I lived in Liberty, NY for 18 years until I left for college. I returned each summer to work in a private dress shop and hotels. Grossinger’s the summer I was 17, Youngs Gap at age 14-16. I visited bungalow colonies with my dad who a scrap dealer. Kaplan’s corned beef sandwiches couldn’t be beat (Monticello) and Singer’s in Liberty. Midnight madness a forerunner of a flea market!!! It was a great life in the summer. Mention the Catskills to our generation of New Yorkers and everyone knows how great it was!!!!! It will never be repeated!!!!!

    • Mark

      Ah yes, Kaplan’s. Roast beef on club with mustard and cole slaw. Potato knish. The best ever! I went to Kutsher’s Camp Anawana for seven summers and was friends with Rikki Kaplan (daughter of Kaplan’s owners) who went to the camp also. What can I add to all the other comments? “Unless you lived it, you could never understand it,” says it best. I wish I could go “home” again.

  • paul licker

    the catskills goes very deep, i worked some of the smallmom and pop hotels from 1946 to 1950. i was a high schooler, i would often write a post card or letter for an older guest to a son or daughter. they gave me in yiddish and i put it into english. i was treated with respect because i was a gelarnter —- educated .
    wilt probably played for kutshers basketball team. there was awhole hotel league
    back then with the cream of college players
    don’t forget jerry lewis
    and if i’m not mitaken menashe skolnick and red buttons

  • Mary Coles

    I grew up in Jeffersonville a small town 12 miles from Liberty and worked summers in Liberty during early ’60’s before and during college. The surrounding towns of Swan Lake, Ferndale, were packed with tourists. Rt 17 going to NYC was a traffic jam on Friday nights. Unfortunately, hotels couldn’t compete with the deregulation of the airlines and the cruise industry. As hotels hoped and waited for gambling, industry that would have provided jobs lost in the hotels was not encouraged. There’s hope for this beautiful area only 100 miles from the city; good schools and employment opportunities are needed most.

  • doris herman


  • outoftowntownie

    I would love to see this movie. I’m to young to have seen the hotels at their height but my Dad worked in them in the late 60’s (although never met Wilt? hmmmm) but he agrees with the trailer that Dirty Dancing doen’t come close to the real experience, especially for the working staff. I grew up in Ulster County and the Sullivan County I knew was a ghost of it’s former self. The film looks like it could inspire someone to breath new life into the Catskills!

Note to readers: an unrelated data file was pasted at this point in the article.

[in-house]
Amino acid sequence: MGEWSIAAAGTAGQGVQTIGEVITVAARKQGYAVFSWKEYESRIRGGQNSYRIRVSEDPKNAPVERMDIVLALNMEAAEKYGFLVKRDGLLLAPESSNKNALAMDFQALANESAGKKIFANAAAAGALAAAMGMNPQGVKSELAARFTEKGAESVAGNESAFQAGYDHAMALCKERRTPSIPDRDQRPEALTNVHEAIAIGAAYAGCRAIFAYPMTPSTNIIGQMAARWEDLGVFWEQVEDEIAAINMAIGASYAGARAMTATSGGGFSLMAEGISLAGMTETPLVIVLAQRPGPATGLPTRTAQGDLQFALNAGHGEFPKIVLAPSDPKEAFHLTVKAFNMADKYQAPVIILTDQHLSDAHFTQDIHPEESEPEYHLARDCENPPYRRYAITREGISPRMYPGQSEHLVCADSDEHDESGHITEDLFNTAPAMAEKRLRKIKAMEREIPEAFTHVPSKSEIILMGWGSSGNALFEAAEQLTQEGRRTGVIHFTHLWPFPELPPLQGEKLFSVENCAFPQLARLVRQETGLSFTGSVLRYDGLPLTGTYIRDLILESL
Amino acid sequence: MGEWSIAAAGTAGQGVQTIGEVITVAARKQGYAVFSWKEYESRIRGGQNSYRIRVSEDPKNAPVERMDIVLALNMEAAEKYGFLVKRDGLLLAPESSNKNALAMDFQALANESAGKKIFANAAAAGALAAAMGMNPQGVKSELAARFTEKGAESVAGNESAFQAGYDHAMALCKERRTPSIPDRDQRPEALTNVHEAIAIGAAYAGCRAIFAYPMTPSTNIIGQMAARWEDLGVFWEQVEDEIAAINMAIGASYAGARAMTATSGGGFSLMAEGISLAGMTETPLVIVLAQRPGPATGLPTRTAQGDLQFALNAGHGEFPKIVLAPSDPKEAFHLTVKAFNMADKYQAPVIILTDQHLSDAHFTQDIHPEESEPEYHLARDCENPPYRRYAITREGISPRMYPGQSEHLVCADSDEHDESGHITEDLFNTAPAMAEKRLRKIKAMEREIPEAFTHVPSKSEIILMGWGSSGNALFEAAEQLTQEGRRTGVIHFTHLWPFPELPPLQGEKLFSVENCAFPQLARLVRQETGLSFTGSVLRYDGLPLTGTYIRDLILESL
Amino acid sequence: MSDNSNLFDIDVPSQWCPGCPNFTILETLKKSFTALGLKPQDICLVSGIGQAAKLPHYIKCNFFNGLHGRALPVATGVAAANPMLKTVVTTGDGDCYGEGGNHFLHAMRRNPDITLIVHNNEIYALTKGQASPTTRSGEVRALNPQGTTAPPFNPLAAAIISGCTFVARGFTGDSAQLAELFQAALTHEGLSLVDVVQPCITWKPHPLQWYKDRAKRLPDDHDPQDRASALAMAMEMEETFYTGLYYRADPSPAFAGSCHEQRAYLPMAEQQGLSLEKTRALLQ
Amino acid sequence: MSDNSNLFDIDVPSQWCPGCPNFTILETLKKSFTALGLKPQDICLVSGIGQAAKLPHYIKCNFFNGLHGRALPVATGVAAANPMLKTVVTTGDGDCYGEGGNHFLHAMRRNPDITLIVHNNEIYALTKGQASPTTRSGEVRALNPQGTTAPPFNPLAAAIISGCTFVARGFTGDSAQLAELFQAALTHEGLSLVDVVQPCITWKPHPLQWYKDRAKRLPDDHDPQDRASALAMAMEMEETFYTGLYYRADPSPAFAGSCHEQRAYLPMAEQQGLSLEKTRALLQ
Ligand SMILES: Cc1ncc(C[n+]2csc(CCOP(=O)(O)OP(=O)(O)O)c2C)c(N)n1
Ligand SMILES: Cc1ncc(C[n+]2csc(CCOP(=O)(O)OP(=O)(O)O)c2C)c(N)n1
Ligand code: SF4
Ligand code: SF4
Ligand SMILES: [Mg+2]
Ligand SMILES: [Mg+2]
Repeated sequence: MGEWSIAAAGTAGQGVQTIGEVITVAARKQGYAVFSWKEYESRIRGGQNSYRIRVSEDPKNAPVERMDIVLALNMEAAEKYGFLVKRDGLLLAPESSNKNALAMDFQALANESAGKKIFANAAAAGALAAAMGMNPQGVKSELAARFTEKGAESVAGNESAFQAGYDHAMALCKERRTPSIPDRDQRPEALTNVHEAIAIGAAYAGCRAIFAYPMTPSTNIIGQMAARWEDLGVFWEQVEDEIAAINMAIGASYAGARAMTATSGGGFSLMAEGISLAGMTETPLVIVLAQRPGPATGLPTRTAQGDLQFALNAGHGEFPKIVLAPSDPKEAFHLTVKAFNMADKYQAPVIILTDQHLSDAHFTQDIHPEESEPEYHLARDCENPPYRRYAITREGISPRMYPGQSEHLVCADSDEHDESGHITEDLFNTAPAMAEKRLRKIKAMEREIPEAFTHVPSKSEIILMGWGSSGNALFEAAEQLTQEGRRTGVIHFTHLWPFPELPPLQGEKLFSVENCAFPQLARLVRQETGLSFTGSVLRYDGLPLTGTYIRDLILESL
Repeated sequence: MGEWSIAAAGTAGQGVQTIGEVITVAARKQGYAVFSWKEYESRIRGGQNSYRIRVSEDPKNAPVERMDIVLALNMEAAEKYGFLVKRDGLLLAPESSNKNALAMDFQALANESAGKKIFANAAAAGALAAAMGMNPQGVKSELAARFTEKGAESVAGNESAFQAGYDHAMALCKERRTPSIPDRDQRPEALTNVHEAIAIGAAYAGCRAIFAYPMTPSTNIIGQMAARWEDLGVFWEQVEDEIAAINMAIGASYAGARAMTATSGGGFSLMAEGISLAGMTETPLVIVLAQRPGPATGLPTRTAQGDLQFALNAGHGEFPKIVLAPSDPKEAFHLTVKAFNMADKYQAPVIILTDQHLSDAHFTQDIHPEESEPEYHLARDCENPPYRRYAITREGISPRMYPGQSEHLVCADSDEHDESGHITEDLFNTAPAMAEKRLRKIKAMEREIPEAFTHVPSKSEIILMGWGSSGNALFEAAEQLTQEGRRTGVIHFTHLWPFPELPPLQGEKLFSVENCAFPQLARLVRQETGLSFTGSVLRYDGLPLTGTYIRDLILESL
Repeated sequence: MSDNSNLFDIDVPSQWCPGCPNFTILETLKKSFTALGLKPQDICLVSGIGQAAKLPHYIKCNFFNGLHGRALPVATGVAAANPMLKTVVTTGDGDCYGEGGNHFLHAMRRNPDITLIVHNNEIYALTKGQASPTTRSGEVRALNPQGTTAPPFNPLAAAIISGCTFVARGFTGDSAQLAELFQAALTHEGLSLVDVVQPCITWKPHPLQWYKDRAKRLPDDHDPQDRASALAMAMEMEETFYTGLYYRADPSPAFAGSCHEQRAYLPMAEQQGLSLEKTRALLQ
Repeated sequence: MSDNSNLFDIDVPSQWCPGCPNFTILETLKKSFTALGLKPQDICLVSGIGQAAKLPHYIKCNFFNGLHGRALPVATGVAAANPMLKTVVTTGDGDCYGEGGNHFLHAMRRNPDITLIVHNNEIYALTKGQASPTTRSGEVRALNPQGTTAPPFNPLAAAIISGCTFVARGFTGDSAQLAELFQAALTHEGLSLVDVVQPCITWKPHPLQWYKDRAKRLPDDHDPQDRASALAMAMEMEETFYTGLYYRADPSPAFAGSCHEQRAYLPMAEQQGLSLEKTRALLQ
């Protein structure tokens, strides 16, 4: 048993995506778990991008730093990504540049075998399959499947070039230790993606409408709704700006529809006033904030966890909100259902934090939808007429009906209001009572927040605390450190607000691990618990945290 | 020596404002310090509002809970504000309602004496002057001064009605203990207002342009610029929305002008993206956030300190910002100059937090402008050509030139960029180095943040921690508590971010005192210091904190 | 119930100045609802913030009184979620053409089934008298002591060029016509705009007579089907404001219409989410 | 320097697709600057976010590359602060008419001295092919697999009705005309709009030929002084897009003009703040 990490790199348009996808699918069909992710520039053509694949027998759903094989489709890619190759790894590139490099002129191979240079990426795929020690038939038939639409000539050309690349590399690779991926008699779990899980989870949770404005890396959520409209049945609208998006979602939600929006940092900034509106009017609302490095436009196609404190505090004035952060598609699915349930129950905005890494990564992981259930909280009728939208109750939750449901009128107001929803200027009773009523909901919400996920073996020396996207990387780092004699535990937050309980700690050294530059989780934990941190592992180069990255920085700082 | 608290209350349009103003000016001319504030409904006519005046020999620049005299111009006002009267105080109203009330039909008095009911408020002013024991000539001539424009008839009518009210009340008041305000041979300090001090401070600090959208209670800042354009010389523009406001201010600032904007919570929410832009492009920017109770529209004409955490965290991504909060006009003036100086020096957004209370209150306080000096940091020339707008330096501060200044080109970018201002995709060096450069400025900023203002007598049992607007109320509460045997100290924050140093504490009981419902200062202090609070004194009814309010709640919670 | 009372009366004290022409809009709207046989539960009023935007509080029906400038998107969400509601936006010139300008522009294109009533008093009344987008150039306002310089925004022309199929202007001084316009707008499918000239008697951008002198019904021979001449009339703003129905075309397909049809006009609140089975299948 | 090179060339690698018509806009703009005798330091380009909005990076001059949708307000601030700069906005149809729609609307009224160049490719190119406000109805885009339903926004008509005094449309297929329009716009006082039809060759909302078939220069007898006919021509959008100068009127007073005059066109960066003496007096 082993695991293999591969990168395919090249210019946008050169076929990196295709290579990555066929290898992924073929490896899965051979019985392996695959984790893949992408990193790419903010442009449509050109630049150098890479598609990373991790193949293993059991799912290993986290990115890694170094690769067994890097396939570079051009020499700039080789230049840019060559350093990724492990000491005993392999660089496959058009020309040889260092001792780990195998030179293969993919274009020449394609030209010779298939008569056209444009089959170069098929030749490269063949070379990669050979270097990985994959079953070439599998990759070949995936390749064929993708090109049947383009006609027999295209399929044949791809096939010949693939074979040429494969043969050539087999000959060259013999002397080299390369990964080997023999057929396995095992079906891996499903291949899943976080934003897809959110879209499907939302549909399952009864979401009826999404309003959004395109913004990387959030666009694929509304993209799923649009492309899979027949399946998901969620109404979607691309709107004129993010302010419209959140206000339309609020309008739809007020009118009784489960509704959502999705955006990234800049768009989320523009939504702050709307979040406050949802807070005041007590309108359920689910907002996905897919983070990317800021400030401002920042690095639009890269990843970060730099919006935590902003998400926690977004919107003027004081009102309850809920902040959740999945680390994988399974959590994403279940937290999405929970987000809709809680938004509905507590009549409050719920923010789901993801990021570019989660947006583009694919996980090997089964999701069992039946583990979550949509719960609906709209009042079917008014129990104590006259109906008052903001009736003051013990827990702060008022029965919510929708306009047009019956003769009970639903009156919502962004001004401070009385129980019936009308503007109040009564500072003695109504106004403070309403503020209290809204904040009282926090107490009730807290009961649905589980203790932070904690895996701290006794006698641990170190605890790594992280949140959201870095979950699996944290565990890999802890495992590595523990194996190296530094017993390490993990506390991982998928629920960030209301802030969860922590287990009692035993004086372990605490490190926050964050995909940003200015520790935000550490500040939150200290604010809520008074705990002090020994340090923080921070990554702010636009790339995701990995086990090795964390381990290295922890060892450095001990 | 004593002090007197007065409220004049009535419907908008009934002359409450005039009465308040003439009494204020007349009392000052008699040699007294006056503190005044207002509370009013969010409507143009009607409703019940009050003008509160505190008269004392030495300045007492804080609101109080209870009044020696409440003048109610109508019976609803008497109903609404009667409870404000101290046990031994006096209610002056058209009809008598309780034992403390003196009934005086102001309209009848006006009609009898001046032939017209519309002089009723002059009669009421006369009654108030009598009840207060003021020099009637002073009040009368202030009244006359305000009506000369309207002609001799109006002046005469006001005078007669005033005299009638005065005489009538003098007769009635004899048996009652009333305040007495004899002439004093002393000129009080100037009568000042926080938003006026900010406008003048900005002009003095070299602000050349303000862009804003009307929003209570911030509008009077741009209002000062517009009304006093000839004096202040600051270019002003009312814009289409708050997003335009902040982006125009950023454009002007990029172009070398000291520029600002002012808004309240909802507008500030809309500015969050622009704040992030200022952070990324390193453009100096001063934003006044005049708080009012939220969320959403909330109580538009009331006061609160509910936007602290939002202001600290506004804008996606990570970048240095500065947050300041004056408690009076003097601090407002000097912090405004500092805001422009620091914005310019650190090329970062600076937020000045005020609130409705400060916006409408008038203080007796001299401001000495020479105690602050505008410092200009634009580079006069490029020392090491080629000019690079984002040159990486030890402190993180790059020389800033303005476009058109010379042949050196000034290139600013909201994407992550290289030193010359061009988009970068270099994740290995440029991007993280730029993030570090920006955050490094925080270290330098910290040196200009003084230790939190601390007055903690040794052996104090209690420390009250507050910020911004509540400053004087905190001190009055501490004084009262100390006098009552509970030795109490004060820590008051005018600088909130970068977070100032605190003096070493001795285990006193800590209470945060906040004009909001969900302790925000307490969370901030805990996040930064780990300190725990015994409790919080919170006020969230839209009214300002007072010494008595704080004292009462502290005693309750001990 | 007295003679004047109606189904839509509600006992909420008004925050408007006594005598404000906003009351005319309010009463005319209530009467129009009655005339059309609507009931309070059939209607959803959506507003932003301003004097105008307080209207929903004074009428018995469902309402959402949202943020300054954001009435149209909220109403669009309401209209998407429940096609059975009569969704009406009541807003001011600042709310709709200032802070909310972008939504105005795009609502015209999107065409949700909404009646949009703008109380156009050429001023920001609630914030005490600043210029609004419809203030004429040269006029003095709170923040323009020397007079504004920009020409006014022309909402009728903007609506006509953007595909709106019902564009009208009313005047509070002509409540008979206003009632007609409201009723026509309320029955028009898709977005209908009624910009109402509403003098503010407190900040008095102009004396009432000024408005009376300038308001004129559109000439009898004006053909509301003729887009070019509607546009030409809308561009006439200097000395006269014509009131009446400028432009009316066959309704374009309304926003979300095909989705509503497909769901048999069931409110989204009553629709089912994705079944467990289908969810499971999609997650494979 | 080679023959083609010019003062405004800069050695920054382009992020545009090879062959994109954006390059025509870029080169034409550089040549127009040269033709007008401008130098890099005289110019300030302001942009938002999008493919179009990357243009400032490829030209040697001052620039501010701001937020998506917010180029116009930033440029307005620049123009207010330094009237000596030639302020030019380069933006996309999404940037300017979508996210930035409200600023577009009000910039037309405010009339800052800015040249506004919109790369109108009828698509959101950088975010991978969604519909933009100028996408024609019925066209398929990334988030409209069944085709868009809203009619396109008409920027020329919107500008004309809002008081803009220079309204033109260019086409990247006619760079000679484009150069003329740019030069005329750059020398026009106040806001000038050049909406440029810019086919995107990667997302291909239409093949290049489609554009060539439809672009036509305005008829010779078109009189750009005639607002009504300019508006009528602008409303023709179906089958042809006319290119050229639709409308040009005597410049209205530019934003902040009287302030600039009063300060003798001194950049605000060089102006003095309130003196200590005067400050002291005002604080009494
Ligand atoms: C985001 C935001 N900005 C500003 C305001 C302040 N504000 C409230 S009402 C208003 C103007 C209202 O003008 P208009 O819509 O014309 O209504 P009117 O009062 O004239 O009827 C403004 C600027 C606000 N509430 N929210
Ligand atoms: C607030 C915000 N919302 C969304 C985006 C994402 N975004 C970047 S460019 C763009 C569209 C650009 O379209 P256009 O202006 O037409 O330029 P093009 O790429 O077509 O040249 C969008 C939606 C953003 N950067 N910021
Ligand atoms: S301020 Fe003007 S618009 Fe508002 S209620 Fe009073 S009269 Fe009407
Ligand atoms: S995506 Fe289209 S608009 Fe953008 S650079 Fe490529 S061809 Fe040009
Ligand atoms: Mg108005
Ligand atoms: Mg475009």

• Michael

    I worked at several of the Hotels in the Catskills as a Waiter, Lifeguard, Bell-Hop, Busboy, etc, etc, I mainly worked at the Concord on and off for 12 years. I am a Gentile that grew up as a foster kid and ward of the court in Sullivan County. One day I would like to write a book about how working in the Catskill hotels and my exposure to Jews sincerely helped me in my life. I was a high school drop out with no positive role models and now have three college degrees all with the help of the people I met and was exposed to at the hotels. I was given a place to live and work and save money for college. Waiting tables at the Concord was hard work, but I payed my undergraduate tuition in cash. It wasn’t all work, we played hard too–the movie Dirty Dancing was nothing in comparison is right-that was just little taste of what it was really like. WOW–if it wasn’t for those hotels in that area, I do not know how my life would have turned out in the end. I was friends with the owner’s children and had a few insightful discussions with the Rabbi in the steam room. There are just too many good memories of an Era gone by..I live on the West Coast now. I took a cruise to Alaska in Sept. It was great but the ship as a hotel was not on the scale of the Concord. I go skiing in Tahoe and stay in Reno, and the big hotels there are Grand, but still not a Concord Experience. I am really glad I was exposed to that scene. Oh, yes, I partied and danced at Kutcher’s a few nights during the summer too.